chapter  2
Pages 28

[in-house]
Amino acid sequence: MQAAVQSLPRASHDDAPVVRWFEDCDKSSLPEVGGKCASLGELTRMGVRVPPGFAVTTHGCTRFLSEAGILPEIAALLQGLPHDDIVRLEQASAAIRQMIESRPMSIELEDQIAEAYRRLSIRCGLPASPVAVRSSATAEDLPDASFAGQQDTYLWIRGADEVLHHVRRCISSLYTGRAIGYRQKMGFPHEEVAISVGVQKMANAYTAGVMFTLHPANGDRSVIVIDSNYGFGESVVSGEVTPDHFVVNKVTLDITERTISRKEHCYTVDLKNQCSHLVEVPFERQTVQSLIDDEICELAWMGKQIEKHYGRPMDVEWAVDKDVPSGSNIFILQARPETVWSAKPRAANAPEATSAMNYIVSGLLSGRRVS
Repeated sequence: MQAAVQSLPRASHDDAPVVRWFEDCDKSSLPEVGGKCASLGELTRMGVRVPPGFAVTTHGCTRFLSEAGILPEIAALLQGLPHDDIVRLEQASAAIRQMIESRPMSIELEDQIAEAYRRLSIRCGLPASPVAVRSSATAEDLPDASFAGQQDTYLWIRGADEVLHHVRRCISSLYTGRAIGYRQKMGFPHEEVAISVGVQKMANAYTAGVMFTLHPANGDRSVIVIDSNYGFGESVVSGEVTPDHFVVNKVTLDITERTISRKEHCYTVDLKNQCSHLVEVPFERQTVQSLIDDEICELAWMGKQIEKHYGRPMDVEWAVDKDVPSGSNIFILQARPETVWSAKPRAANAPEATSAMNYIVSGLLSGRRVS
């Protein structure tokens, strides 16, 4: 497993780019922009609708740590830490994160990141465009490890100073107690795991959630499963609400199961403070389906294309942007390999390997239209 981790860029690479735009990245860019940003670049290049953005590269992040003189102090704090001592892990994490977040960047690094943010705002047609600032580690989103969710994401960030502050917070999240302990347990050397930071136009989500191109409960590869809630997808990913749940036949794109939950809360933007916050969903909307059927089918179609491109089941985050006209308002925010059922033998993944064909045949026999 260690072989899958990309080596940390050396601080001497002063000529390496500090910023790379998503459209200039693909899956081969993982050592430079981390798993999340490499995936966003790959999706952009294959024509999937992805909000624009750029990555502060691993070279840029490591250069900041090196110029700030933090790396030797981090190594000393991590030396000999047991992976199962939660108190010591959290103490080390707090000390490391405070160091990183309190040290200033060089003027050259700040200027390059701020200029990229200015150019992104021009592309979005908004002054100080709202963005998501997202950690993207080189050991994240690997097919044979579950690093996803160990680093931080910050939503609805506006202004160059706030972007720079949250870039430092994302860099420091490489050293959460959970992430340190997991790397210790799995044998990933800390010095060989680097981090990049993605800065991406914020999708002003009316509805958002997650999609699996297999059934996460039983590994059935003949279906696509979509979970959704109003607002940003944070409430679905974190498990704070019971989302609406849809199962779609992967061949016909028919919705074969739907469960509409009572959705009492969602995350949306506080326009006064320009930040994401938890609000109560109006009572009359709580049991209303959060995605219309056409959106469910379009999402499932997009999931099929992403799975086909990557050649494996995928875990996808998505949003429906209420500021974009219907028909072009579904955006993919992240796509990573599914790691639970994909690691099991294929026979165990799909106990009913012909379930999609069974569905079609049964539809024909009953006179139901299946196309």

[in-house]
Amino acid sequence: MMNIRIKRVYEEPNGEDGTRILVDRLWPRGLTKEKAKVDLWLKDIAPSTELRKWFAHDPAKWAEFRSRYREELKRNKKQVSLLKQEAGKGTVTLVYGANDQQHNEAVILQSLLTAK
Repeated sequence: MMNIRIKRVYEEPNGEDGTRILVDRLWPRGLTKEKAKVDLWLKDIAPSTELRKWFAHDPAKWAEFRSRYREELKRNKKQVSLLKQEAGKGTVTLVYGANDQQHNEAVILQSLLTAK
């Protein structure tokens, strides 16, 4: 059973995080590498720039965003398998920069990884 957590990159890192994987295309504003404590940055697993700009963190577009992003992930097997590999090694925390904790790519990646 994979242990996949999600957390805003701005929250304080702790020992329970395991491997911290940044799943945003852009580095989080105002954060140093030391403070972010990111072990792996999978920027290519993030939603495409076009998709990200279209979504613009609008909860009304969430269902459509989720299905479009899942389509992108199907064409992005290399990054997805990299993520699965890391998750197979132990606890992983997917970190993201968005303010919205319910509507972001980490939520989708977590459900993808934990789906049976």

As Nossa Senhora da Conceigao (Our Lady of the Immaculate Concep­ tion), the Virgin Mary has lived on the Morro since 1904, longer than any other resident. Except for the coats of paint that have slightly rounded her iron form over the years, and a surrounding walkway that hides her original granite base and allows pilgrims to climb to her very feet, she looks like she did at her inauguration so many decades ago. A silver-painted cupola shelters her. A painted blue robe, lined in pink and gold, still drapes from her shoulders and covers her white dress. Her hands are folded in prayer and hold a rosary, her crowned head is tilted slightly forward and to her left, her eyes are soft, and her down­ ward gaze is benevolent, even gently pained, or perhaps puzzled. She balances on a globe while serenely crushing a serpent underfoot. When she was first carted to the top of the hill and placed on her pedestal, she dominated an expanse cleared of the tropical forest native to the region, a space created to accommodate her and a city’s worth of dig­ nitaries, church officials, and citizens who celebrated her arrival. The year 1904 was a hard one in Recife, though not novel for the trauma; a dysentery epidemic had claimed more than 3,000 lives, no doubt up­ ping the number of people who trekked to the Morro to pay homage to Our Lady.